Is It Puberty or Mental Health?

Mental health and puberty

At a teenage level, the state of mental health is, arguably, more important than it will be at any other stage of life. During this period, teenagers begin shaping the course of their lives. They make decisions, connections, and choices that determine who they turn out to be.

Given the profound physiological and chemical changes taking place, teenagers are more vulnerable to external stimuli. It is during this time that individuals may begin experiencing drastic mood changes and even emotional disturbances.

You may find yourself worrying about your child, especially if they’re displaying troubling behaviour. This is made worse by the fact that it can be hard to communicate with teenagers.

How puberty affects your child’s mental health

Medical evidence tells us that during puberty, a teenager’s mental health is affected by various hormonal, physical, sexual, social, cognitive, and neurological changes.

The limbic system and the amygdala, both of which are buried deep inside the brain, regulate emotions and rewards. While these develop relatively early on, the parts of the brain responsible for planning, reasoning, decision-making, and discipline - the frontal lobe - is developed much later. This is a possible explanation for why teenagers are largely dominated by their emotions and prone to hasty and compulsive decisions.

Apart from this, they may also begin experiencing the true highs and lows of schooling and education, friendships and romance, and the pressure of the future.

Together with the overwhelming changes taking place in teenagers’ bodies, these social and emotional forces can lead to both positive and negative changes to your child’s mental health.

What you need to consider


If you’re not sure whether it’s puberty that’s changing your child or a mental health condition, one of the first things you need to ask yourself is whether he or she is sleeping too much.

It’s common for teens to stay up late and sleep-in, they need between 8 to 10 hours of sleep every night. That being said, if your child is sleeping 12 or more hours on a regular basis, this could indicate that something is amiss. Too much sleep can be a symptom of hypothyroidism or depression.

Low self-esteem

The teenage years can be brutal on an individual’s self-esteem. If your child is displaying any sign of anxiety and depression, this could be a result of poor self-esteem.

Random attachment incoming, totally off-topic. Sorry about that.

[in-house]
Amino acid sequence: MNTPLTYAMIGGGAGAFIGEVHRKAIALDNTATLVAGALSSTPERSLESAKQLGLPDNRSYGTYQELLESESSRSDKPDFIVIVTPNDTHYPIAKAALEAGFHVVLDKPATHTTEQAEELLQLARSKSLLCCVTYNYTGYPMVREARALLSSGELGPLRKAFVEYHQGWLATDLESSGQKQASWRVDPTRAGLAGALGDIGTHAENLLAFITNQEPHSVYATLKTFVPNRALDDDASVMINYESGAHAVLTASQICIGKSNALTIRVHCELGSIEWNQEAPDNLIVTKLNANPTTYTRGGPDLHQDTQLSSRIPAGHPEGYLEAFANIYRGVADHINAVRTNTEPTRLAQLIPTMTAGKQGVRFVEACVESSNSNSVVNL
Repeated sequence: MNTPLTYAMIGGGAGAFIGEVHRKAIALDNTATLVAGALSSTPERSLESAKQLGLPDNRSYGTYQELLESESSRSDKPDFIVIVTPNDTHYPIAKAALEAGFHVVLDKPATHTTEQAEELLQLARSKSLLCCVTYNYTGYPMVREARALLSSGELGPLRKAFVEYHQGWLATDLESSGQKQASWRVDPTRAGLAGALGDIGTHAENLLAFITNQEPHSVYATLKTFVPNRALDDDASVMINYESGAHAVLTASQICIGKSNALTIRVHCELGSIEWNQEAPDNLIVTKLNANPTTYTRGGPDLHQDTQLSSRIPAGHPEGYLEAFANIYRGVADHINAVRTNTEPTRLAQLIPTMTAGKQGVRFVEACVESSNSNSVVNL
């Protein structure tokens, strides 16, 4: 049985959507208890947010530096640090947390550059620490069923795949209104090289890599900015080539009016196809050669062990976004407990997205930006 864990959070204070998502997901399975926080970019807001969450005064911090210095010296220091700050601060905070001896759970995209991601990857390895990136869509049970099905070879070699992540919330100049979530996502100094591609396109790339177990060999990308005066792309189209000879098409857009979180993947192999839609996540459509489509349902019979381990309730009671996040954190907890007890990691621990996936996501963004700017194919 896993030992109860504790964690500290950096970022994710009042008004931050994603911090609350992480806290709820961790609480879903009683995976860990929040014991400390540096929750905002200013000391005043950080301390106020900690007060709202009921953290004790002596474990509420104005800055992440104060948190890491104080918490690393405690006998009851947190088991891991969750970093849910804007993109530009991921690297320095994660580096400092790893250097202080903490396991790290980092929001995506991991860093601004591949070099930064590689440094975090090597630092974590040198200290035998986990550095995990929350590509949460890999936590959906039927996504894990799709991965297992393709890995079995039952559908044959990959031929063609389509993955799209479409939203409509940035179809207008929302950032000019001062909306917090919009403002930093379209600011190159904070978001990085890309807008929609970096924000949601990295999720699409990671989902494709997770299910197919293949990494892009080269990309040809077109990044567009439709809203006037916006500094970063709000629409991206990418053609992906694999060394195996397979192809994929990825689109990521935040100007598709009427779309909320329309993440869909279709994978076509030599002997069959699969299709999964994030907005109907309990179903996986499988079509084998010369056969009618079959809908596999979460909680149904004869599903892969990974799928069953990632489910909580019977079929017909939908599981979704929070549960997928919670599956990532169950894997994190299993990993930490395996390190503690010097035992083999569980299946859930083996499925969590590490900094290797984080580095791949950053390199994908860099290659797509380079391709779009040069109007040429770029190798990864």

To prevent this as far as possible, try and have candid conversations with your child about the importance of a positive self-perception. Pay close attention to how they talk about themselves, if they regularly put themselves down this is a sign of low self-esteem. We also recommend praising and recognising their efforts when they do something right.

Suicidal thoughts or self-harm

Teenagers who experience either suicidal thoughts or self-harming tendencies may, in all likelihood, be suffering from a mental health condition. As such, it is important that parents keep an eye out for this kind of behaviour.

Be wary of statements like “I wish I was never born”, “Things would be better if I wasn’t around” and other concerning sentiments like that. Here, communication is extremely important. You can give your child the support he or she needs through mental health support groups, direct counseling or even hotlines.

Risk-taking behaviour

Teenagers with depression or low self-esteem may not care too much about themselves. This can manifest itself in the form of dangerous risk-taking including substance abuse, dangerous stunts, and other concerning behaviours.

While some component of this may have something to do with mimicking their friends, at a certain point, it can become a distressed cry for help.


While teenagers prefer greater independence as they hit puberty, too much independence or isolation could be a sign of a mental health condition. Teens who identify as LGBTIQ (Initialism of lesbian, gay, bisexual, transgender/transsexual, intersex and queer/questioning) may be at risk of further harassment and discrimination.

At the heart of self-isolation is low self-esteem. Make sure that you uplift your child by offering genuine compliments and praise, refrain from pressuring them about being perfect in school.

Drugs and alcohol use

While experimenting with drugs and alcohol is considered a somewhat standard part of teenage life, substance and alcohol abuse could indicate serious emotional or mental disturbances.

Observe your child’s behaviour and take note of concerning patterns.

Eating habits

While eating patterns and appetite can fluctuate during puberty, it shouldn’t be too drastic. If you notice your son or daughter skipping meals, have gained or lost weight in the absence of a reasonable explanation, and are experiencing drastic appetite changes, this could be a sign of a mental health condition.

How I can help my child?

Some of the biggest things you can do to help your child at this stage are by understanding that their experiences are different from yours, being supportive, and listening if they need someone to talk to.

If you have concerns about your child’s mental health, it’s crucial to seek professional help.

How can we help?

At Peregian Family Medical Centre, our goal is to provide your family with the support you need. We can provide a mental health consultation where yours and your child’s concerns will be heard and assessed.

To make an appointment phone 5471 2100 or click here to make an online booking.

Is it puberty or mental health? - blog sources

How puberty affects your child’s brain

Future Learn

Risk-taking behaviour

Eating habits

Psych Central

How can we help?

Health Direct